Trustees elected David Platt, a 36-year-old pastor active in the “young, restless and Reformed” movement in the Southern Baptist Convention, president of the SBC International Mission Board.
The Church at Brook Hills in Birmingham, Ala., since 2006, succeeds current IMB president Tom Eliff, who in February announced plans to retire as soon as a new president was named.Platt, pastor of
David Uth, senior pastor of First Baptist Church in Orlando, Fla., and chairman of a 15-member search committee that recommended Platt as president, said the group became convinced Platt “is the man that God appointed and anointed” for the job after a meeting in July in Denver.
“When we realized his sense of call, whether that meant serving as IMB president or going himself … we realized how passionate, how deeply committed and called he was to the nations,” Uth said.
Platt said he was “honored, humbled (and) overwhelmed” to see God at work not only among the IMB trustees, but also in his own ministry. Since a recent mission trip to Nepal, he said, he increasingly focused on sharing the gospel with unreached people groups around the world.
“It just gripped me in a deeper way,” Platt said. “I came back with a desire to say: ‘How can my life more intentionally be used to get the gospel to unreached peoples? Maybe I need to move overseas.’”
When the trustee search committee approached him about the president’s post, Platt said he was forced to ask: “Why would I be willing to consider moving overseas, but not be willing to consider mobilizing thousands of people in a more intentional way to do that?”
Platt is founder of Radical—a parachurch ministry dedicated to making disciples both locally and around the world.
He has been active in Together for the Gospel, a biennial preaching conference for followers of the so-called “New Calvinism”—popularized by leaders including John Piper of Desiring God Ministries and Southern Baptist Theological Seminary President Albert Mohler—that emphasizes God’s sovereignty in deciding who is saved.
“Global missions is tragically neglected” in much of the contemporary church’s emphasis on local mission and ministry, Platt told a 2012 Together for the Gospel gathering in Louisville, Ky.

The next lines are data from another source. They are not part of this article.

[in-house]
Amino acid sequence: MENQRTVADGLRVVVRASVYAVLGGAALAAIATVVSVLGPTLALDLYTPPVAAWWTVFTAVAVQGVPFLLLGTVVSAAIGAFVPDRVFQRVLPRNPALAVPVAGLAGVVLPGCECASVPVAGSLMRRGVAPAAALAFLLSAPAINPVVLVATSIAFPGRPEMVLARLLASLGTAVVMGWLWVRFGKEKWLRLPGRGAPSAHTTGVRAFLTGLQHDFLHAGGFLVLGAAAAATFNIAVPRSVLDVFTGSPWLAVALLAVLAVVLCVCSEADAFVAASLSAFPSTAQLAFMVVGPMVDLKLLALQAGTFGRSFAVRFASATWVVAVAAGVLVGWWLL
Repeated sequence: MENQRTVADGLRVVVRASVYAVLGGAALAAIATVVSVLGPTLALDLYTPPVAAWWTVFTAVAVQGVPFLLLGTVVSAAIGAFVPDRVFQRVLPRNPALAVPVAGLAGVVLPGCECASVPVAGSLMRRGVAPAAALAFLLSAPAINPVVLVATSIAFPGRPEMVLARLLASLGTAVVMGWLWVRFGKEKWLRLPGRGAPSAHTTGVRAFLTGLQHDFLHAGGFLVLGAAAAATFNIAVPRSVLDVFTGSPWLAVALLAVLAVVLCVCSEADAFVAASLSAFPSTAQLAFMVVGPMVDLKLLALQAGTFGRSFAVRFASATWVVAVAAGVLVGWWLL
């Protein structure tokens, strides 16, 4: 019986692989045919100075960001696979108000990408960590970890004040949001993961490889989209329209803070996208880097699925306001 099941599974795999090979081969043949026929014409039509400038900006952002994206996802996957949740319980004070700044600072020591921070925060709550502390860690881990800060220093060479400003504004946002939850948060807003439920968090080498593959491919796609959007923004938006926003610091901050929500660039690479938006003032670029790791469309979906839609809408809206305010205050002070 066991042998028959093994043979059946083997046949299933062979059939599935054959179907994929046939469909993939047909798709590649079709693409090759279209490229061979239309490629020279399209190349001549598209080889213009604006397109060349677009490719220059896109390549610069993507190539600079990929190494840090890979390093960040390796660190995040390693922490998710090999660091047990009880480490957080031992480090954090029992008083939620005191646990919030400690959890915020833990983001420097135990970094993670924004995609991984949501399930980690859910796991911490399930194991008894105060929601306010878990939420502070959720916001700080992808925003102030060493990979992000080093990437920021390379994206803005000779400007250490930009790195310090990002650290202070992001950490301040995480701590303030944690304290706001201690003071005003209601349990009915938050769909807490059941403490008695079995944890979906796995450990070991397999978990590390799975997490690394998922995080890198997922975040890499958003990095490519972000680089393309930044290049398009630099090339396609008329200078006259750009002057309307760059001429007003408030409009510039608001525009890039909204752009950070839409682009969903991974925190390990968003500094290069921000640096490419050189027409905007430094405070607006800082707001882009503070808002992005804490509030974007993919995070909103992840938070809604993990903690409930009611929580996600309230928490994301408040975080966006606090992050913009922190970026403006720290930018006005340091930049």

Some who trumpet what they term a “traditional” Southern Baptist understanding of salvation—highlighting human free will to accept or reject the gospel—complain recent SBC leadership choices all tilt to one side of the Calvinist/non-Calvinist fault line.
In a conference call with reporters, Uth acknowledged some opposition to Platt’s nomination, but “not the kind of opposition that we thought was formidable.”
Platt admitted differences exist over theology and methodology, but he said, “I really believe the majority of Southern Baptists want to come together across a variety of differences” in order to share the gospel. “I want to help cultivate that kind of spirit among Southern Baptists,” he said.
Platt is a graduate of the University of Georgia in Athens who earned master of divinity, master of theology and doctor of philosophy degrees at New Orleans Baptist Theological Seminary.
Platt sparked controversy in 2012 when he criticized the “sinner’s prayer” used in many churches to lead people to faith in Christ as a “superstitious prayer” not found in the Bible.
At a press conference following his election as IMB president, Platt said he believes the message posted on YouTube was misunderstood outside of the context in which it was delivered, a Verge Network conference on the importance of communicating the gospel with clarity.
He and his wife, Heather, have four children— Caleb, Joshua, Mara Ruth and Isaiah.
“We talk all the time at Brook Hills about laying down a blank check with our lives before God, with no strings attached, willing to go wherever he leads, give whatever he asks and do whatever he commands in order to make his glory known among the nations,” Platt said in a letter to his church, released Aug. 27.
“Over these past months, God has made it abundantly clear to both Heather and me that he is filling in that blank check in our lives and family with a different assignment. Along the way, God has used the elders of our church to affirm his call, and today he used the leadership of the IMB to confirm it.”
This article contains additional reporting by Erich Bridges of the International Mission Board.